I know this will sound like “sour grapes” – it really isn’t. I am very happy being back to Sergeant (yes after 20 months, I returned to the role of operational Sergeant) – I can leave the office and meet the people we serve as well as some of the customers of the service we provide. However, is there a better way forwards for promotion which takes a broader look at the individuals skills, knowledge and attitude? Of course, I knew the process and as such can not complain and I don’t – but I do ponder on how we could improve the system.

I am not sure there will ever be such a process which strikes the right balance between objectivity and common sense – so I have decided that I will seek some training/coaching for the next promotion board and more importantly, I will avoid Costa!

4 thoughts on “Promotion Process For UK Cops”

  1. Hi,
    Thanks for posting this. It raised a couple of smiles …the costa catastrophe … the unwelcome caller and it’s refreshingly honest, so thanks for that 🙂 The questions you raise around alternative tests and/or processes for promotion selection are a variation on a common theme – One I am sure many unsuccessful promotion candidates reflect upon in the aftermath of a ‘bad board’ experience.

    I’m sure it was also a learning experience even if it was an unwelcome one.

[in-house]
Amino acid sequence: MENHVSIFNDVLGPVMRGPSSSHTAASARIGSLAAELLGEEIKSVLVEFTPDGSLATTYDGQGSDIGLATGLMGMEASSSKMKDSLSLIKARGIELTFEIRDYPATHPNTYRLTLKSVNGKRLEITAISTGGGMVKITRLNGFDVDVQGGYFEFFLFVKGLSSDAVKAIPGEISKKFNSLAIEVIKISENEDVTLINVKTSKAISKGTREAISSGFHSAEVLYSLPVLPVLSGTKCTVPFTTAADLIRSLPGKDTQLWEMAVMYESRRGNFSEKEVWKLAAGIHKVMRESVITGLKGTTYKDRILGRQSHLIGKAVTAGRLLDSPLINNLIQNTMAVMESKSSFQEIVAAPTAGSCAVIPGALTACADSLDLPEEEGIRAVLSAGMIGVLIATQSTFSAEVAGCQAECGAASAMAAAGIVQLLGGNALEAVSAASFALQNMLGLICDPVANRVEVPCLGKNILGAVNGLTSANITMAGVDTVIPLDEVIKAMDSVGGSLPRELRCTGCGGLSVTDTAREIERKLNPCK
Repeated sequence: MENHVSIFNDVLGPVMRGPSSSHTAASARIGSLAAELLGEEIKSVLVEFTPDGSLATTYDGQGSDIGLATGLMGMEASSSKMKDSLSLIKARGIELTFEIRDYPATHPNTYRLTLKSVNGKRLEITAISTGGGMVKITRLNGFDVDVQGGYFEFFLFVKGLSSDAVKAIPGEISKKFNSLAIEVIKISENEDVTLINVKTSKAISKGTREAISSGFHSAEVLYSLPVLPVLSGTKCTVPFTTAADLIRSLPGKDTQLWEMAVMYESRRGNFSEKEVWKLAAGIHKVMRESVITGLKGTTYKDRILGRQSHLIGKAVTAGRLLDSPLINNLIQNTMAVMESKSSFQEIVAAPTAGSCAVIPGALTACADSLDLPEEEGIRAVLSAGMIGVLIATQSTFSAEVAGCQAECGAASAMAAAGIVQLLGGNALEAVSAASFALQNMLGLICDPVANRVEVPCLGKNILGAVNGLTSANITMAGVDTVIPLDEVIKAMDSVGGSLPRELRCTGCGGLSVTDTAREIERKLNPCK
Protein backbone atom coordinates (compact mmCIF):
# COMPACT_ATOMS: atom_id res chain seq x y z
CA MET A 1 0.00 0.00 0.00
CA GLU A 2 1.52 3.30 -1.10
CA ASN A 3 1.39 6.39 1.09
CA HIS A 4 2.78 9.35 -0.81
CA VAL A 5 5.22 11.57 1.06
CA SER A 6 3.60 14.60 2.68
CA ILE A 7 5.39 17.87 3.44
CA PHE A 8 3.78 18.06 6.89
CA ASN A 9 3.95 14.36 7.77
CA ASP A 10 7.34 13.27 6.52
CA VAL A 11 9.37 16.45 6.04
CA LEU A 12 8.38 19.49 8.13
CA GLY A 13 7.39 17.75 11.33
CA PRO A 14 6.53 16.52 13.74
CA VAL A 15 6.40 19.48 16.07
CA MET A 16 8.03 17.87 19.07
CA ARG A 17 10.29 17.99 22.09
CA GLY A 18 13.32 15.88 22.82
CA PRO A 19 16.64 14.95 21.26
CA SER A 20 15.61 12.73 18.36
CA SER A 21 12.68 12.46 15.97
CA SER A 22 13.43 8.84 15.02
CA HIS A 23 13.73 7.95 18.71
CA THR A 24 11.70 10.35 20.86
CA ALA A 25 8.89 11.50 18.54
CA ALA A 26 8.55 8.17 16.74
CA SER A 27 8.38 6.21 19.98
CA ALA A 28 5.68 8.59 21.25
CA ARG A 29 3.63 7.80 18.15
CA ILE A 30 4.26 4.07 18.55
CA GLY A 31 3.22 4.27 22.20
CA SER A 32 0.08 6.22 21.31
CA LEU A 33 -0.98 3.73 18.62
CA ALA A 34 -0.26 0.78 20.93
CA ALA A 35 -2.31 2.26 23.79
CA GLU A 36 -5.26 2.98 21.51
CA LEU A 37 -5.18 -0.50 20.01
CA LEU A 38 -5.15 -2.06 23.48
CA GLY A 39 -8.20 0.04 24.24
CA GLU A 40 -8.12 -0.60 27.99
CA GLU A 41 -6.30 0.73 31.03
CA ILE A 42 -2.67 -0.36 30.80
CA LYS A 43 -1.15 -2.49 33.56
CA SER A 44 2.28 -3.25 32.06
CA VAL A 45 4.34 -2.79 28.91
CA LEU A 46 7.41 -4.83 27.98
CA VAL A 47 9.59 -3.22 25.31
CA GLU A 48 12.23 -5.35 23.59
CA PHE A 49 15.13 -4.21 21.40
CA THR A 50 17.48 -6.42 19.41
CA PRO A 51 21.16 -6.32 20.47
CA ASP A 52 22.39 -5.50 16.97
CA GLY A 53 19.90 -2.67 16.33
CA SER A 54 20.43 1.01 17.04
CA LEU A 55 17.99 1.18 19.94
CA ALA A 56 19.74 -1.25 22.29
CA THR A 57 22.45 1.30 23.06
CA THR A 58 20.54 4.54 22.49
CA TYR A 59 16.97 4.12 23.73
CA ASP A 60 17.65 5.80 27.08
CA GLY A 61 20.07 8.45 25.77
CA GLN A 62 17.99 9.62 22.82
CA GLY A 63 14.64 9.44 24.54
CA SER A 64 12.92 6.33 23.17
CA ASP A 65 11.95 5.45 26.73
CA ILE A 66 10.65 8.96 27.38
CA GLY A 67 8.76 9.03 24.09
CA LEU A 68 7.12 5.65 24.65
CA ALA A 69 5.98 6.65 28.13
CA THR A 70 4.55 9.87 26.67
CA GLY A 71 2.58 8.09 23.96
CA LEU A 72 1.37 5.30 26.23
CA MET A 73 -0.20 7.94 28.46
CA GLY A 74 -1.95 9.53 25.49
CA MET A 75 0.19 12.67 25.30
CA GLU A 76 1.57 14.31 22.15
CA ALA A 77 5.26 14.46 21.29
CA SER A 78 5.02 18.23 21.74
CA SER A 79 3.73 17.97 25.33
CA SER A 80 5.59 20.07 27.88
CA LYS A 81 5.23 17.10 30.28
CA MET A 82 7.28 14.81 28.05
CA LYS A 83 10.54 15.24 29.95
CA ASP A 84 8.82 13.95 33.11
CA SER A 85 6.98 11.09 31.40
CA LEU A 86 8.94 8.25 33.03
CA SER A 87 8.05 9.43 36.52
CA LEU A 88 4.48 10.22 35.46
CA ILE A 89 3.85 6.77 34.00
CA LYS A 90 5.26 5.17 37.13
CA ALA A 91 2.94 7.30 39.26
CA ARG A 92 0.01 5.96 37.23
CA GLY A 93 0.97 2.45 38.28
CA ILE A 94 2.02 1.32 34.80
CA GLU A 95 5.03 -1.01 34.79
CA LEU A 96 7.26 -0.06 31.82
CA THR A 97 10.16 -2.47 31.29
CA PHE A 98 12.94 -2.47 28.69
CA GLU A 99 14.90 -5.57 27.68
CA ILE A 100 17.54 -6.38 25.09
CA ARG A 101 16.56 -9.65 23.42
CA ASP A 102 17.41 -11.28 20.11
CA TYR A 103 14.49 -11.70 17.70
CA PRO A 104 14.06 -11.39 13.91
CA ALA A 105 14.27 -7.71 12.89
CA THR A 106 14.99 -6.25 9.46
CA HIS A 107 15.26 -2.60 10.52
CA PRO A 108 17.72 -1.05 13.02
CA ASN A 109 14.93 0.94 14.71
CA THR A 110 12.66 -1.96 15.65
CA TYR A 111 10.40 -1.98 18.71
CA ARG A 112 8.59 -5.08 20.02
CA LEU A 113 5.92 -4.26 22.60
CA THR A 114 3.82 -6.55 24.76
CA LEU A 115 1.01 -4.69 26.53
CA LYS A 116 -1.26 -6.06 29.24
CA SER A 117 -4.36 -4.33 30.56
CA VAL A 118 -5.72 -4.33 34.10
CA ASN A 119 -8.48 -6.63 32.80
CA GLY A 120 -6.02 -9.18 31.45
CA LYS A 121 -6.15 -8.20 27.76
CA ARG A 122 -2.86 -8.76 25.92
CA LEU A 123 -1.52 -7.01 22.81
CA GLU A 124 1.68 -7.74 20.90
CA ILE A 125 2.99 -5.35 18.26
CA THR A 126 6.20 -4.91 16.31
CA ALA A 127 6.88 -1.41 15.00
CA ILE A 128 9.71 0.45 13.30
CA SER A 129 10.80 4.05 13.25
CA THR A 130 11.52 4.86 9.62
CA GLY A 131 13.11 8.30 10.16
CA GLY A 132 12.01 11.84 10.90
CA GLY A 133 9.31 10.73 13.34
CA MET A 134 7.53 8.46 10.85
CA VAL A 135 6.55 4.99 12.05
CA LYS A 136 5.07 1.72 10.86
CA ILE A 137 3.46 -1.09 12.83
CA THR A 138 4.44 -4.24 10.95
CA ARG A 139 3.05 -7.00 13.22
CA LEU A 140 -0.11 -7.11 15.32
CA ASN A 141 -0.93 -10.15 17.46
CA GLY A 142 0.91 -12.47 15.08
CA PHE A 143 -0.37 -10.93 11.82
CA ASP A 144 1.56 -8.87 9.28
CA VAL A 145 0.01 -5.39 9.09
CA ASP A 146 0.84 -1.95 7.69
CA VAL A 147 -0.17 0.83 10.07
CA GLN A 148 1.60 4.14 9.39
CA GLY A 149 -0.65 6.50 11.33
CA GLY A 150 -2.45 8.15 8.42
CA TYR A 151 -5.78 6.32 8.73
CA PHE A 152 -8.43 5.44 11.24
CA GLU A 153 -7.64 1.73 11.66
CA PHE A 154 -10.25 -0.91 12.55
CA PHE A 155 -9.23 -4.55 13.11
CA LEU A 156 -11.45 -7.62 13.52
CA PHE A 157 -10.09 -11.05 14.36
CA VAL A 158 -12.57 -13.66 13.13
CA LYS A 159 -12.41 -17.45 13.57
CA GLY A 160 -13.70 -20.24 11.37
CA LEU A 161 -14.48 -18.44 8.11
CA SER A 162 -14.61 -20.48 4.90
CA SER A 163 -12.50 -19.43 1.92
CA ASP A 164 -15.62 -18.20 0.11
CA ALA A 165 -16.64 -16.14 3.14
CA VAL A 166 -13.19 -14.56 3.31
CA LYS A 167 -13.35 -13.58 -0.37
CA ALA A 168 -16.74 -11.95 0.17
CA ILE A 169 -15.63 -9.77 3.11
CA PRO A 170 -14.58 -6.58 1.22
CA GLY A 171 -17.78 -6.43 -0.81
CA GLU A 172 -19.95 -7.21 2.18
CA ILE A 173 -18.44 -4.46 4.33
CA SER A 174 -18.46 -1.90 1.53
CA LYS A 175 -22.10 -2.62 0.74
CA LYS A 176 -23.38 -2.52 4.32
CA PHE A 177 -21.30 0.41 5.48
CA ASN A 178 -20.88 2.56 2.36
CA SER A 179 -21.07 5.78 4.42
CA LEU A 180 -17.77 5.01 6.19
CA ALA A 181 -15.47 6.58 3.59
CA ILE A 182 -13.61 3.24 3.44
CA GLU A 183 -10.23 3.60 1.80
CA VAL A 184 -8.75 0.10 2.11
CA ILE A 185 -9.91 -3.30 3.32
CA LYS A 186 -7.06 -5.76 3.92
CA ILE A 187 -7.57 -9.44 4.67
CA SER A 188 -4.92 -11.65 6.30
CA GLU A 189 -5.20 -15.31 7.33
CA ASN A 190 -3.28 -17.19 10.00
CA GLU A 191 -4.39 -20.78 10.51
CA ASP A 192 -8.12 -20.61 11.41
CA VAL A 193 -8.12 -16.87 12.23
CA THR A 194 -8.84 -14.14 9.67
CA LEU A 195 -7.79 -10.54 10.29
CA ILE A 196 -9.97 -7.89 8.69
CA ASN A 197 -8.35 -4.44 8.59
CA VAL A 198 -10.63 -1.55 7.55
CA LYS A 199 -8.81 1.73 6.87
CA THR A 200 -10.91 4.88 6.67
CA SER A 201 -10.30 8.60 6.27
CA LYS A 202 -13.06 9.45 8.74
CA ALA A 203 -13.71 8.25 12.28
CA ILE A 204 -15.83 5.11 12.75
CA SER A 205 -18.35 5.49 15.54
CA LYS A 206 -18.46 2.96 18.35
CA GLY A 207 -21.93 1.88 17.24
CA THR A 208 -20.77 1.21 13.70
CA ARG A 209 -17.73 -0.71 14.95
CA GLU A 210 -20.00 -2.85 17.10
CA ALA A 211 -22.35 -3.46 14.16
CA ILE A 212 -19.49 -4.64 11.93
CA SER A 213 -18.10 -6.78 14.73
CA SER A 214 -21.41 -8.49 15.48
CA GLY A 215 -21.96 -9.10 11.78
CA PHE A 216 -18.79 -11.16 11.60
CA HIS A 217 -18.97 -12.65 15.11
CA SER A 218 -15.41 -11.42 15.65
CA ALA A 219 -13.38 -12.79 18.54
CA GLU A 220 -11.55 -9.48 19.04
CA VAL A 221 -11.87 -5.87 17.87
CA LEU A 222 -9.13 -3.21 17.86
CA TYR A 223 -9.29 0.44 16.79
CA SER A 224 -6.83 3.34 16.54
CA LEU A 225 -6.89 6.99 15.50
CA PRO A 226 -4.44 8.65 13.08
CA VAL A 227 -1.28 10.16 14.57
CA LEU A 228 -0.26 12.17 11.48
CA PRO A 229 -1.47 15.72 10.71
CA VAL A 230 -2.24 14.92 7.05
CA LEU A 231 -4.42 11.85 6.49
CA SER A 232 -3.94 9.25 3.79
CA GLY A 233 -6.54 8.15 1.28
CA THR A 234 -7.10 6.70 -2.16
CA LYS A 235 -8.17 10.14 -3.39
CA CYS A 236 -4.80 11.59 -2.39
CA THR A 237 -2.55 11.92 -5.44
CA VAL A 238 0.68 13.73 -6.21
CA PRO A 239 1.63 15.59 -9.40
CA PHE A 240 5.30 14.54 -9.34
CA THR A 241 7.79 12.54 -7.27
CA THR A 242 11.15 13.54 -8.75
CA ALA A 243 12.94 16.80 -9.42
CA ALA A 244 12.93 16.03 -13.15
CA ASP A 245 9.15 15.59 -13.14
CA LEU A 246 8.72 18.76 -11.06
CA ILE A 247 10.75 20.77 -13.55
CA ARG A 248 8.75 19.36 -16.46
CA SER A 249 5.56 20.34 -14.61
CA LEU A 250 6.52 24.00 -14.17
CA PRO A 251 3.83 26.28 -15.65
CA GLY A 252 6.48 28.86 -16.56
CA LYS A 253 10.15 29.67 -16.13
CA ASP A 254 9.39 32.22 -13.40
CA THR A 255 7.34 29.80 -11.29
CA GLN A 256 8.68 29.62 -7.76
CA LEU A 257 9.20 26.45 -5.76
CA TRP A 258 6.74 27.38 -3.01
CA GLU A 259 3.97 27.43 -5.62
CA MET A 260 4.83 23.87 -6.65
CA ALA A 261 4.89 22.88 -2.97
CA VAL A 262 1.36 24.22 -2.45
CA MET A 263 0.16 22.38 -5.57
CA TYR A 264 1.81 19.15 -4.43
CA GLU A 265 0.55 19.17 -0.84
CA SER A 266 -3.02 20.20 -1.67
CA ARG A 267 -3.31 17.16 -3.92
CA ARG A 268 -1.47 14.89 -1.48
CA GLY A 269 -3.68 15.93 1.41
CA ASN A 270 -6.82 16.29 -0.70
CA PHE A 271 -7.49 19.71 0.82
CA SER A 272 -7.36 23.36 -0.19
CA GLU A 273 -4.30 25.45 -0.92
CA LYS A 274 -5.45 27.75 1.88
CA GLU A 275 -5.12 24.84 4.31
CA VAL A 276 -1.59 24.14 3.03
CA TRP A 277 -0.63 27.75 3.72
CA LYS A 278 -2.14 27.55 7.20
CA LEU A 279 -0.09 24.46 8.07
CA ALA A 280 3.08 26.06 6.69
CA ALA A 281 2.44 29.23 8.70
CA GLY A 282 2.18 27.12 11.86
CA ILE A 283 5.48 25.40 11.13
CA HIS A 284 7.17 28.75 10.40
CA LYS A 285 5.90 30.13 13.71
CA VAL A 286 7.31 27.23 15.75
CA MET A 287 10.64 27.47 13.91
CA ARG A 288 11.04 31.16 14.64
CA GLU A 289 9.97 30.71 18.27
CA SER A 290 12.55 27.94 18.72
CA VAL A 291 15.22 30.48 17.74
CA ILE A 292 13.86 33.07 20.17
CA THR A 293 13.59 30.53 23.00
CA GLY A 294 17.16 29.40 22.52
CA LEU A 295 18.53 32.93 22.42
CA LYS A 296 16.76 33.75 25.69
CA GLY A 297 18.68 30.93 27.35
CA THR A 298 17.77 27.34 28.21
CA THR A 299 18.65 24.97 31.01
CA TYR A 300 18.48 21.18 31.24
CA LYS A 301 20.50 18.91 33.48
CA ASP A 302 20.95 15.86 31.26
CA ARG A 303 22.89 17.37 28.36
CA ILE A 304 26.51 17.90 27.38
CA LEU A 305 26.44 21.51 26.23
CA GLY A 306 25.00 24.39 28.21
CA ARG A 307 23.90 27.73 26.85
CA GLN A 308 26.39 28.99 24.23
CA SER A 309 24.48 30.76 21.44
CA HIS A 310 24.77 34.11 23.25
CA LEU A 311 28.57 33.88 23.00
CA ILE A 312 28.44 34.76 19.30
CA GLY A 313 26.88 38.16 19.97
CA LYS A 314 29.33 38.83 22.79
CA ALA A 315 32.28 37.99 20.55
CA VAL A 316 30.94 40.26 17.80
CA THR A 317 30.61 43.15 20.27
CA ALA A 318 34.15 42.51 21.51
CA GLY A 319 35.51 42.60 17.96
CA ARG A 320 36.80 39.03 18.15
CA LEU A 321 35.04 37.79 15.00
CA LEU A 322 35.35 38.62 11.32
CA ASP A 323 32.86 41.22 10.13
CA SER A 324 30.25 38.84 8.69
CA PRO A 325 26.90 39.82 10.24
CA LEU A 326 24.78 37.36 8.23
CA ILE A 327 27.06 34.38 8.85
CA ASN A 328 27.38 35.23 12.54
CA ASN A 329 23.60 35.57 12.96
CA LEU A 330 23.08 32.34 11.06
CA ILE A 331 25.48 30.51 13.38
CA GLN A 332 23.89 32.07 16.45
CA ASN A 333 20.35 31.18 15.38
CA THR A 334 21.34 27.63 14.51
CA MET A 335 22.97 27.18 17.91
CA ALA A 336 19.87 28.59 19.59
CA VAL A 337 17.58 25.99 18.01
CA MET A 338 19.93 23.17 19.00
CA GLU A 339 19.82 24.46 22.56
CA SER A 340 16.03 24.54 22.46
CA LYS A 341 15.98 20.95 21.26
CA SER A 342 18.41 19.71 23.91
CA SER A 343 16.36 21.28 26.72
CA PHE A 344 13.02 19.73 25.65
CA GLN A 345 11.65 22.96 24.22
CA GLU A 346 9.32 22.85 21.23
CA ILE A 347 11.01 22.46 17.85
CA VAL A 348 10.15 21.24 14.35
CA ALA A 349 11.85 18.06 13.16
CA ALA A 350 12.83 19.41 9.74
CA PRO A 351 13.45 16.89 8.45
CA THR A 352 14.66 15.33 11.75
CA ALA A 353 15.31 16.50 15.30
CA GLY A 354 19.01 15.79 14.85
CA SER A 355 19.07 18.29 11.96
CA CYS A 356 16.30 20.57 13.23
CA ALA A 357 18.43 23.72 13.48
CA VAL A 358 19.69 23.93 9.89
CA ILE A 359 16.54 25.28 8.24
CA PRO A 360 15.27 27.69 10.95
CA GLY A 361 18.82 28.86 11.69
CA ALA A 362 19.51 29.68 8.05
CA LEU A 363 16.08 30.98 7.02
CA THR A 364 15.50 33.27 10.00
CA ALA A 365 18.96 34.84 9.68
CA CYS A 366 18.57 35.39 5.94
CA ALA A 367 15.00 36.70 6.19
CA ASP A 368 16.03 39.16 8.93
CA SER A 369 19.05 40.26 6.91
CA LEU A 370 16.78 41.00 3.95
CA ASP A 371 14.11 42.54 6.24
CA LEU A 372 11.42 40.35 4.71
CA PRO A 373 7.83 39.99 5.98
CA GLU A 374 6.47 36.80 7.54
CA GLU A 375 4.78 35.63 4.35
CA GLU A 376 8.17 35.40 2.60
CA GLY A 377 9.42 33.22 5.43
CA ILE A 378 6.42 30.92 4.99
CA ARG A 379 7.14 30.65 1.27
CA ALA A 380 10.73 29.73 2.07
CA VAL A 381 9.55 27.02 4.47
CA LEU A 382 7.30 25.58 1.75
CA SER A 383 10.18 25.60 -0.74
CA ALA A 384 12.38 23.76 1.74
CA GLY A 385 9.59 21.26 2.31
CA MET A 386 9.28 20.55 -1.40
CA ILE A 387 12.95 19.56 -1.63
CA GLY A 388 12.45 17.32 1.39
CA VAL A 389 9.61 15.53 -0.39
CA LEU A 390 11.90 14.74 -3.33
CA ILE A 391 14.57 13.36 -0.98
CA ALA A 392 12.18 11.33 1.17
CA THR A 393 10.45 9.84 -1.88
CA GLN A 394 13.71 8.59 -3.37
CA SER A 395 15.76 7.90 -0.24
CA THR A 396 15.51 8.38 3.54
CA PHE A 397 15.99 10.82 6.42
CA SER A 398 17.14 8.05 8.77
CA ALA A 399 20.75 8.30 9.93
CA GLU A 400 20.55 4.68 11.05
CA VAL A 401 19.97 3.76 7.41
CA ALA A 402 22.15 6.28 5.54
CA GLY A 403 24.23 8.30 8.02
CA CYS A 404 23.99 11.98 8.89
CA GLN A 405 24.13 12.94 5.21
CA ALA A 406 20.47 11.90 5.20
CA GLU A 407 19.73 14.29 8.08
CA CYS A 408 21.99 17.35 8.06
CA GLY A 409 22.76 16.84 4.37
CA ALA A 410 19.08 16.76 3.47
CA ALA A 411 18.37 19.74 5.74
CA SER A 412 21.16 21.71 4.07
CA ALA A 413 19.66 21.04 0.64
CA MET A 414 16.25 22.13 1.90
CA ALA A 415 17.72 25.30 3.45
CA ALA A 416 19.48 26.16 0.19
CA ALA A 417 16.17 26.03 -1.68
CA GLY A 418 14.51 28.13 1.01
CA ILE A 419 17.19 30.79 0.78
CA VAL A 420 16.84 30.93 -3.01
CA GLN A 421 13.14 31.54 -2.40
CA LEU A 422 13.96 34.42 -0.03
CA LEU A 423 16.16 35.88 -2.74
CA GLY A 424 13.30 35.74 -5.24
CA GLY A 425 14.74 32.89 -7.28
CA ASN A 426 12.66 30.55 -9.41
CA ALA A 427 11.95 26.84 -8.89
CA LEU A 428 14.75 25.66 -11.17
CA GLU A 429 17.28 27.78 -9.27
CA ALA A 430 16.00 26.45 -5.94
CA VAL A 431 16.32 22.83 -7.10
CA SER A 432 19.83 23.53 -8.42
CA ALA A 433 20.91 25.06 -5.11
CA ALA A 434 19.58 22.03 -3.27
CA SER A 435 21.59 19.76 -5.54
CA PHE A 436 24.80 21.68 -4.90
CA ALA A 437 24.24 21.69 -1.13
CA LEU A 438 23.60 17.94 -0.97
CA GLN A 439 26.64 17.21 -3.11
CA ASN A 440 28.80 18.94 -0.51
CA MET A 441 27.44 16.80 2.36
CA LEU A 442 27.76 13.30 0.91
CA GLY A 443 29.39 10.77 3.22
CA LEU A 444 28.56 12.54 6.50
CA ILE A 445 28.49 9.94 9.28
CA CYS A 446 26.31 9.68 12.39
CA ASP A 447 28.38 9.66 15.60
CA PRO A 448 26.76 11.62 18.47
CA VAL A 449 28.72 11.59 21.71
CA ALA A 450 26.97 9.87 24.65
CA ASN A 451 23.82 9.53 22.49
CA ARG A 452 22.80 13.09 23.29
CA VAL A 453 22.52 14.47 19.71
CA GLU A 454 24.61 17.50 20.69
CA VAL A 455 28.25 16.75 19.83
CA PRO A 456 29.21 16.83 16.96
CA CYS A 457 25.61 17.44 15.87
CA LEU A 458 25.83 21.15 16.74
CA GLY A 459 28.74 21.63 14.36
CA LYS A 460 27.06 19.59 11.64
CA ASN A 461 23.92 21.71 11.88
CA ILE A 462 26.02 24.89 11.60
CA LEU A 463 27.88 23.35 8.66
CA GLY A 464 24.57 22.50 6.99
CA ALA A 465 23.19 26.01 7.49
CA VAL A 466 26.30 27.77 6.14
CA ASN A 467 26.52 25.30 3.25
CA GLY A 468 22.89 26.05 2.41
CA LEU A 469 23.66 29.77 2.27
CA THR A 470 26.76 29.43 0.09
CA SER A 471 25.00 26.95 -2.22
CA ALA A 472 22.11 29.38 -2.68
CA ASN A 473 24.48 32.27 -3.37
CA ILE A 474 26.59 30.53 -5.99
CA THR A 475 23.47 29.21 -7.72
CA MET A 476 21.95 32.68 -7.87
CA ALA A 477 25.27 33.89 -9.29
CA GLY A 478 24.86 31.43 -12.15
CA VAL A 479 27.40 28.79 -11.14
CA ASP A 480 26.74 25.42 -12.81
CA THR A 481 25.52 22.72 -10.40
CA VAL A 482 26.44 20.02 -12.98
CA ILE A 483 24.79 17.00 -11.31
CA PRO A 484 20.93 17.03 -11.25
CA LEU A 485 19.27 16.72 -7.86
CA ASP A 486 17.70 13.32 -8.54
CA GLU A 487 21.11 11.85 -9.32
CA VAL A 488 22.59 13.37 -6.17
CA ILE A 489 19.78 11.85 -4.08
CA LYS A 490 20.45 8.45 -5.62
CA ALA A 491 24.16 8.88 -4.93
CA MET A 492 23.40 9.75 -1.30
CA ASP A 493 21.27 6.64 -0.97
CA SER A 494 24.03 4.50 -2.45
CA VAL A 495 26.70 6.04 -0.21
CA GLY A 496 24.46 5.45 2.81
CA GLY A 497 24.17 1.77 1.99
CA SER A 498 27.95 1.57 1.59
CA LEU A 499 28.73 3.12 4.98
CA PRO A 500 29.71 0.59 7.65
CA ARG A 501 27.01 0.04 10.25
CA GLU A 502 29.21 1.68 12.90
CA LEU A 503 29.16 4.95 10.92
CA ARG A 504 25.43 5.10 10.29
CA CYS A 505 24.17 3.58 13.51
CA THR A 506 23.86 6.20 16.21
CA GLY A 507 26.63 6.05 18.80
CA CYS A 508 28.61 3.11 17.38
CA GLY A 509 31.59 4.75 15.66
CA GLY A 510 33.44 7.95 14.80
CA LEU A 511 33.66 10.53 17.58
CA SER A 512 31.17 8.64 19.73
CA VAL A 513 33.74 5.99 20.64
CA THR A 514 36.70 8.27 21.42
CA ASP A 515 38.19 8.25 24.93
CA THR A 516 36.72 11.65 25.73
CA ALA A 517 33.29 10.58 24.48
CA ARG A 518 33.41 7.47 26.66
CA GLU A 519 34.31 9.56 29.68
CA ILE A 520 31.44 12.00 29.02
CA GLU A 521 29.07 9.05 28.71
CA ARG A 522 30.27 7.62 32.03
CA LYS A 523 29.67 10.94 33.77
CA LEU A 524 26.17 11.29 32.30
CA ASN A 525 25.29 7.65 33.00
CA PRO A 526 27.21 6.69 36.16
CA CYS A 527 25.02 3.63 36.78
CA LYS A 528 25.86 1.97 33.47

I haven’t selected an option on your survey as there are other or certainly different questions I would ask. Whilst the framework you are assessed against in your force as with the majority of forces, is the Policing Professional Framework (PPF) there are others.

    The Metropolitan Leadership Framework (MLF) is in place in London and the College of Policing has also produced a new Competency and Values Framework (CVF). Confused? You may be. But as you can see, there are already different processes and tests in place in different forces, at different times, for different ranks…so there is no one process.

    Promotion candidates always have been and probably always will be guinea pigs for new processes. Fair? Don’t go there…tests are not fair, those that practice have an advantage…its always been that way!

    Successful candidates prepare thoroughly. A depth and breadth of preparation that places them beyond their competition by raising personal awareness and developing professional confidence. Effective preparation is not a ‘pick and mix’ menu. It’s a comprehensive approach. Many simply never connect with that. And as with some officers who contact me in a last final ditch attempt after several promotion board failures (just imagine the emotional investment alone in that!), it’s a real ‘lightbulb’ moment when they realise (often very quickly) what they are (or are not) doing that has held them back.